Annual Community Homeless Counts to be Conducted This Week

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Press Releases | January 29, 2010

January 26, 2009

Contact: Catherine An
202-942-8297, can@naeh.org

Annual Community Homeless Counts to be Conducted This Week

2010 Counts to provide insight into the effects of federal stimulus programs intended to prevent and end homelessness as a result of the recession

Washington, DC – This week, communities across the country will rally elected officials, service providers, and volunteers to conduct local homeless counts – a measure of the number of people experiencing homelessness. This year’s count marks the first opportunity to assess the impact of the federal stimulus program aimed at preventing and ending homelessness in the face of the recession.

As a part of the American Recovery and Reinvestment Act (ARRA), President Obama created the Homelessness Prevention and Rapid Re-Housing Program (HPRP). This program is intended to help the most financially vulnerable avoid or escape homelessness. The $1.5 billion program provides help paying for housing and negotiating with landlords,, as well as case management and other services to help families get back on their feet. . The National Alliance to End Homelessness (Alliance) projected that, without federal intervention, another 1.5 million people would experience homelessness over the course of two years as a result of the recession; HPRP is expected to help 600,000 people.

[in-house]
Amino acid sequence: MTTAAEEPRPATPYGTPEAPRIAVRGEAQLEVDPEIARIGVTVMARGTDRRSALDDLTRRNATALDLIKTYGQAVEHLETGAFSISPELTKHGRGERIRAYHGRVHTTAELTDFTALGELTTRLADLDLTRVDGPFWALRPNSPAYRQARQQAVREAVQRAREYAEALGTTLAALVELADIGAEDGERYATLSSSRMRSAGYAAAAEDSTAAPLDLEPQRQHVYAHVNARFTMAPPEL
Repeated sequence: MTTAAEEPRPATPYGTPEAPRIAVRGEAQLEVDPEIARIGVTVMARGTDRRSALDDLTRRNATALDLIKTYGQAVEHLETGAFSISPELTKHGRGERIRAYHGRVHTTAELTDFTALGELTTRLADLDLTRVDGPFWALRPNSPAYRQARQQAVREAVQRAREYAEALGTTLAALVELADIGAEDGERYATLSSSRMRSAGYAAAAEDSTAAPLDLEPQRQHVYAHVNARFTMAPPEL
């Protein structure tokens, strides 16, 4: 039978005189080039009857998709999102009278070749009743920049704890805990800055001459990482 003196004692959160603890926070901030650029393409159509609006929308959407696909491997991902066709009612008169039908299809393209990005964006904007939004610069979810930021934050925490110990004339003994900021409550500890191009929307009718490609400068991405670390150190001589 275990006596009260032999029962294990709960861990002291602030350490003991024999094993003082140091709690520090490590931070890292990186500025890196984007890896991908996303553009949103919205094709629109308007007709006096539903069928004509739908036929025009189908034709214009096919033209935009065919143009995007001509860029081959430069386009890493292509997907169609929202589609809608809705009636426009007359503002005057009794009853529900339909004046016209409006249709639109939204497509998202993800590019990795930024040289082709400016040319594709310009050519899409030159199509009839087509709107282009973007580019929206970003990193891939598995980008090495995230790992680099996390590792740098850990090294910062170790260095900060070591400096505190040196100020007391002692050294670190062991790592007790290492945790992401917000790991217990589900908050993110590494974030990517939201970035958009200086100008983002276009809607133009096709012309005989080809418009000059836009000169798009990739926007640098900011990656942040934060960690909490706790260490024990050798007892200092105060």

"Prior to the recession, we had turned the corner on homelessness, finally beginning to reduce the number. That has now changed,” said Nan Roman, president of the Alliance. “High unemployment and increasing deep poverty are driving the number of homeless people up in many places. These counts will help us understand the national picture, and what the impact of HPRP has been. Certainly the counts are a reminder that this is a problem far from solved – and there has never been a more urgent time to address this great American tragedy. As all Americans struggle through this recession, we must not forget those most vulnerable to the instability of the economy."

Homeless counts are required by the Department of Housing and Urban Development (HUD) every other year, though many communities count annually. From 2005 – when the first count was federally mandated – to 2007, homelessness declined by an average of ten percent. From 2007 to 2008, homelessness stayed flat. An evaluation of the 2009 counts is expected from HUD by this summer, which could serve as the first insight into the effect of the recession on the state of American homelessness.

The Alliance has produced an interactive map which includes all community counts officially submitted to the Department of Housing and Urban Development. The map tracks increases and decreases in homeless numbers, as well as changes to the community’s size. The map is available on the Alliance website.

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